“At least Gruffly’s an actual teddy bear,” said Kate. “Ali’s insisting on entering Bob Tail.”

“Bob Tail?”

“He’s a long-eared rabbit. She’s got umpteen teddies but none match up to Bob Tail. He’s her favourite. Nothing I can say will convince her to choose something else.”

Louise sighed. “Who would have thought something like a teddy bear competition could turn out to be so stressful?”

“We need more cake,” said Kate.

The day of the fête arrived sunny and warm. Jessie had spent the morning brushing Gruffly’s matted fur and tying and retying the red ribbon she’d picked.

“He looks really beautiful now, doesn’t he, Mummy?” she said as they walked towards the school.

“He does,” said Louise. But she was actually thinking Gruffly had as much chance of winning the Bonniest Bear Competition as she had of being crowned Miss World.

Kate and Ali were already there when they arrived at the table where the bears were being displayed. Someone had scattered on it little picnic rugs with tiny cups and saucers, along with miniature jars of honey.

The girls hugged as if they hadn’t seen each other for weeks and then the introductions were made.

“This is Gruffly,” Jessie said proudly. “He’s got a new ribbon for the competition.”

“And this is Bob Tail,” said Ali, equally proud.

“They can sit next to each other,” said Jessie.

They’ll keep each other company until we come back to collect them.

“Excuse me, please.”

Everyone moved aside to make room for a woman and a little girl as they pushed closer to the table.

“That’s Amanda Scott,” Kate said to Louise. “She lives in one of those posh houses overlooking the meadow. Her daughter’s in the year above Ali and Jessie.”

They watched Amanda Scott reach into a carrier bag and produce a very large and very expensive-looking teddy bear and place it in the centre of the table.

“What’s his name?” Jessie asked.

The little girl looked puzzled.

“He doesn’t have a name.”

“What do you call him when you play with him?” asked Ali.

The child shook her head.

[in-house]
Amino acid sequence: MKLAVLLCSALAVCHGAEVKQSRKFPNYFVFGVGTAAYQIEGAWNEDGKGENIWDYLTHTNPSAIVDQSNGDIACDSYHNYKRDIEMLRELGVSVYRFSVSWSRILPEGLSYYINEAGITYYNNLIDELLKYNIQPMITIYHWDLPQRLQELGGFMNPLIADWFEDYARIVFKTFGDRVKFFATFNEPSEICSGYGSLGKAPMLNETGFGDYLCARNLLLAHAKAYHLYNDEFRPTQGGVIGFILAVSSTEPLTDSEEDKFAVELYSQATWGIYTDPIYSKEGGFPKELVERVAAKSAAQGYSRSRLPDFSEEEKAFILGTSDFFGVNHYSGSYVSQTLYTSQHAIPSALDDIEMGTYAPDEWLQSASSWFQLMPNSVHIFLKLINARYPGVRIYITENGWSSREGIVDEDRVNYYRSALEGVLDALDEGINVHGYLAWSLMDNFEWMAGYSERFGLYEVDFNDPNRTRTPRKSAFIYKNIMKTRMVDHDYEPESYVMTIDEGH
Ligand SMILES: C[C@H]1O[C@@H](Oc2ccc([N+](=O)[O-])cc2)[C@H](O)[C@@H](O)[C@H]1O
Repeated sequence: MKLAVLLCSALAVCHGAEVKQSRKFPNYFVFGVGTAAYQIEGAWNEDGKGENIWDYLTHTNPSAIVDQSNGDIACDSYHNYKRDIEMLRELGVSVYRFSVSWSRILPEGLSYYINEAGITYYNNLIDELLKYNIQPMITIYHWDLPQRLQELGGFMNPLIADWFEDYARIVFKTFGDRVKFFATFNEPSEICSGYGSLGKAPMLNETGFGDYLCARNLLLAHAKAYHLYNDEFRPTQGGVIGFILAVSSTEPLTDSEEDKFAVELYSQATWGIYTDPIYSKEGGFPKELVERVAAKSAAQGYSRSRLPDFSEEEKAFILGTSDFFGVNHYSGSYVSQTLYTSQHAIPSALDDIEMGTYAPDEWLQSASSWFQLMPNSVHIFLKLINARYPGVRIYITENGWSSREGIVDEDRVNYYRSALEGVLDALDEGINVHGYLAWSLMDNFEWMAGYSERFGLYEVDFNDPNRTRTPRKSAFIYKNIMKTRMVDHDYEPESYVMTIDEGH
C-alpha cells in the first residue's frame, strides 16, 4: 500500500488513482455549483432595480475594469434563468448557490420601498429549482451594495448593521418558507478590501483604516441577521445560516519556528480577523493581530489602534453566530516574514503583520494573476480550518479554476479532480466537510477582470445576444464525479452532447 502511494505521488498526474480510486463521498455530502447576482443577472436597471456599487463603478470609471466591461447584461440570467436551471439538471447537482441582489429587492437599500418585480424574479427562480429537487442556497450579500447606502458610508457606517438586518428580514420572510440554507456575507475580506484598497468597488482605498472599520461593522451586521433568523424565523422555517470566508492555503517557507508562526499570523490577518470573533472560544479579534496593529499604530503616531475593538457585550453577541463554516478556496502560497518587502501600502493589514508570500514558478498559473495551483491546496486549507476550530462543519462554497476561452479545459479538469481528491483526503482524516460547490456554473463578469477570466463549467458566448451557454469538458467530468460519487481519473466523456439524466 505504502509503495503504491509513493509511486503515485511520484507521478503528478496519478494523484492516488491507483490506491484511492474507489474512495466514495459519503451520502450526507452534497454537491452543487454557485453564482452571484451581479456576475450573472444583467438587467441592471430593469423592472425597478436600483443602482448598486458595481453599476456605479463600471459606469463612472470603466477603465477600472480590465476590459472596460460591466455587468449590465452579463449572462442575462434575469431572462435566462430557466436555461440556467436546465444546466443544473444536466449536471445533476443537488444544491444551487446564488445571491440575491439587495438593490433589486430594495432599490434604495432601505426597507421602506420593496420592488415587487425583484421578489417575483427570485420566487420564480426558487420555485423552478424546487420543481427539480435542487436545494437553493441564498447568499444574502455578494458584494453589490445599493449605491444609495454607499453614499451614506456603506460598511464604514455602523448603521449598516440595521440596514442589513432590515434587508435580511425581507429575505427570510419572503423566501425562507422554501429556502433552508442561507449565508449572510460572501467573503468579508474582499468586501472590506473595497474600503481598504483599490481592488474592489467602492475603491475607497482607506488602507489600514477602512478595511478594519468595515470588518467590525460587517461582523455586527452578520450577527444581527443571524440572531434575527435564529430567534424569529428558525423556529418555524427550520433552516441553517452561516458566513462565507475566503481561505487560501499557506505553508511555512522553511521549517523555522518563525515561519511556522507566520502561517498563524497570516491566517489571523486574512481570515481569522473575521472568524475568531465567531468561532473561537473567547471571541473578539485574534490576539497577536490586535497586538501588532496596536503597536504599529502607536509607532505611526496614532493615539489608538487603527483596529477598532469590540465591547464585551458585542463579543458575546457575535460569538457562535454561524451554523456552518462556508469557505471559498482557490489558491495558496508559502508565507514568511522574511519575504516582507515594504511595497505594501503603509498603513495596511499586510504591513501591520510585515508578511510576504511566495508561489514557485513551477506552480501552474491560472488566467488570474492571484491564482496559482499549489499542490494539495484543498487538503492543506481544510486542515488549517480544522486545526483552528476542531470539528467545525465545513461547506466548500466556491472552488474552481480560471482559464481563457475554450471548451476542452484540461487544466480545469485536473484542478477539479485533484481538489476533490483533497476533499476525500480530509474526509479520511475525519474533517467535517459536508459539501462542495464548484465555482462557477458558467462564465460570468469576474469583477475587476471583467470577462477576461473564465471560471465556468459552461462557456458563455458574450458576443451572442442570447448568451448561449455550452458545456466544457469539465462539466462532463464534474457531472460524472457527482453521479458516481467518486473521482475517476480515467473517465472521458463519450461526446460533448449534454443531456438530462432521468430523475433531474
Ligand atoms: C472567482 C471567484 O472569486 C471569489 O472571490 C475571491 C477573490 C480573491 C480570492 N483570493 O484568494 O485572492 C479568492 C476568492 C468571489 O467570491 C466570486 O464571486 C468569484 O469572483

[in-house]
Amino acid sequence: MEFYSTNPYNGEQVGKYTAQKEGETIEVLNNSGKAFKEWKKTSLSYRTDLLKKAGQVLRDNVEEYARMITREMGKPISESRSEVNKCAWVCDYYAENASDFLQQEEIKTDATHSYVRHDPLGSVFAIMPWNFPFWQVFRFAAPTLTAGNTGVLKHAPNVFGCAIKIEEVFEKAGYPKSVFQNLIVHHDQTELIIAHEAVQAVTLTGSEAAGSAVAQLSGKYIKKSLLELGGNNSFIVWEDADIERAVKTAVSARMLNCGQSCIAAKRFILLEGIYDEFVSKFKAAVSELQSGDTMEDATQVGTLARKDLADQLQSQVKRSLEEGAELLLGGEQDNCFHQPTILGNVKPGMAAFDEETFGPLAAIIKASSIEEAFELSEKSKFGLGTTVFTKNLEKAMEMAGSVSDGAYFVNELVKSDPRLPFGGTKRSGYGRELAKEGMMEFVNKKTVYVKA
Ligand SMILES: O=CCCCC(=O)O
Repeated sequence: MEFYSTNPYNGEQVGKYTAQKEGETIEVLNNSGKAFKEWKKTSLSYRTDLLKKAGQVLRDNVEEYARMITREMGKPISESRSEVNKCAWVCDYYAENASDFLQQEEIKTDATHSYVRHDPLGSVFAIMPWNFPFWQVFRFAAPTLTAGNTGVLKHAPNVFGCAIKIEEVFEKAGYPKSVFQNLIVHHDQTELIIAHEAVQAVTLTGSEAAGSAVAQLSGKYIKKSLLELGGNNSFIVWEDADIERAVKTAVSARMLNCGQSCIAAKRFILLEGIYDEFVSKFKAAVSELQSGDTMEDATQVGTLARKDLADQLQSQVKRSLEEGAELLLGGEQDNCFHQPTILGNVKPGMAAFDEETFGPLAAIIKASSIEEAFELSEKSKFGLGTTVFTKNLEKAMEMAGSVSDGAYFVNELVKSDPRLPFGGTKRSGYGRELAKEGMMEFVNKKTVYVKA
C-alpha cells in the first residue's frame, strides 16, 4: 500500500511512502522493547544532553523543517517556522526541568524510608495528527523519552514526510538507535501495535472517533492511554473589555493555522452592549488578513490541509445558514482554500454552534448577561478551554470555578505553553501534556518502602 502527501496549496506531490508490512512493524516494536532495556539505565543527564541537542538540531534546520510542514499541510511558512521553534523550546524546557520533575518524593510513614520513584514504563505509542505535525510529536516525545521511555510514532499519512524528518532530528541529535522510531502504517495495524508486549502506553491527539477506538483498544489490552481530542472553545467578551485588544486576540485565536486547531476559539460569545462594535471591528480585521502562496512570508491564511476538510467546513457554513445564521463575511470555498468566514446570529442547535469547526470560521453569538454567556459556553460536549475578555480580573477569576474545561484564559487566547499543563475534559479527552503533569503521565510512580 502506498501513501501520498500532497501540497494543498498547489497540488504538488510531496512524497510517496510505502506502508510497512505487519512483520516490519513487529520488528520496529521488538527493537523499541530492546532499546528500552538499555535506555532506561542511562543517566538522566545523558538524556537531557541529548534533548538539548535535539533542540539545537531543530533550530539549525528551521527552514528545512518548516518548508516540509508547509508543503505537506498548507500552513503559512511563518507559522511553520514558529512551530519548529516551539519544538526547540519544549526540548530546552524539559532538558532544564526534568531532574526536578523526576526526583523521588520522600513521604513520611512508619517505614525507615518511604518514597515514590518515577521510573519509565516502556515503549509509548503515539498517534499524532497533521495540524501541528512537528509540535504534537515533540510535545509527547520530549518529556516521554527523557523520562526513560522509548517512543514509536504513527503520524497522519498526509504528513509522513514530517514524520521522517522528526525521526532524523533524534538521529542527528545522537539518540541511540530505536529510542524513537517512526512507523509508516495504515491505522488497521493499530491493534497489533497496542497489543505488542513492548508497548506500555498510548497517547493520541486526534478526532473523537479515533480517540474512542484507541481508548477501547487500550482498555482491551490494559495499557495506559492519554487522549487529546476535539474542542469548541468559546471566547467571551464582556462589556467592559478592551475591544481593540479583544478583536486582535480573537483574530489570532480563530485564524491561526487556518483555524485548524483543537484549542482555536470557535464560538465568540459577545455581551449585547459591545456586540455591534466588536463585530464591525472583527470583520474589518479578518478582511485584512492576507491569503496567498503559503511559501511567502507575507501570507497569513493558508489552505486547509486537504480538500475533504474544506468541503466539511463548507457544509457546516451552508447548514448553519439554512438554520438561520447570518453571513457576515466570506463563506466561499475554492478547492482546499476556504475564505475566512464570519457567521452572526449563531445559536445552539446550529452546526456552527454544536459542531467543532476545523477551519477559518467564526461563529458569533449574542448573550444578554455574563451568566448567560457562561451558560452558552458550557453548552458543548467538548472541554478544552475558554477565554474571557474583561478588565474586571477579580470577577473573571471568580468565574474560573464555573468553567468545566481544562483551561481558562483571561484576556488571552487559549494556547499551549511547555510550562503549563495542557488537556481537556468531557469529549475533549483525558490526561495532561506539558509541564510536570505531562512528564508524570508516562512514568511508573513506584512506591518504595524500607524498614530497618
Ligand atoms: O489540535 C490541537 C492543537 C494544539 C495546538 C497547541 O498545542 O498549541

“I’m not allowed to play with him. He sits up on the high shelf in my room.”

Amanda Scott nodded at Louise and Kate and gave a condescending smile.

My parents bought him for Charlotte when she was born. He’s limited edition and rather valuable. We couldn’t possibly risk him getting damaged, so we keep him out of reach of sticky little hands.

Neither Louise nor Kate could think of anything (polite) to say in reply, so they said nothing at all.

“What on earth’s that doing on the table?” Amanda Scott asked, pointing a long red nail at Bob Tail.

“He’s mine,” said Ali.

“This is a competition for teddy bears, dear,” said Amanda Scott. “I’m sure it’s against the rules to enter a rabbit.”

Ali’s face crumpled and it was obvious tears weren’t far away.

Louise opened her mouth to say something – this time she didn’t care about being polite – but she was spared by the timely intervention of Miss Anderson who was hovering in the background.

“Good afternoon, everyone,” said Miss Anderson. “Lovely to see you all. Is everything all right?”

Amanda Scott repeated her concerns about a breach of the rules. The teacher listened and nodded in the appropriate places. When she was sure the other woman had finally run out of steam, Miss Anderson smiled and said she was sure no one would mind Bob Tail taking part. He was a very handsome rabbit – and after all, the competition was only intended to be a bit of fun for the children.

Her emphasis on the word children wasn’t lost on Louise and Kate who both offered her a grateful smile before taking their daughters off to sample the delights on offer at the fête.

Louise felt happier than she had in ages. Kate was turning out to be a true friend and good company, and Jessie was laughing heartily with Ali. They were watching a gymnastic display when the announcement came over the tannoy that the results of the Bonniest Bear Competition were about to be revealed.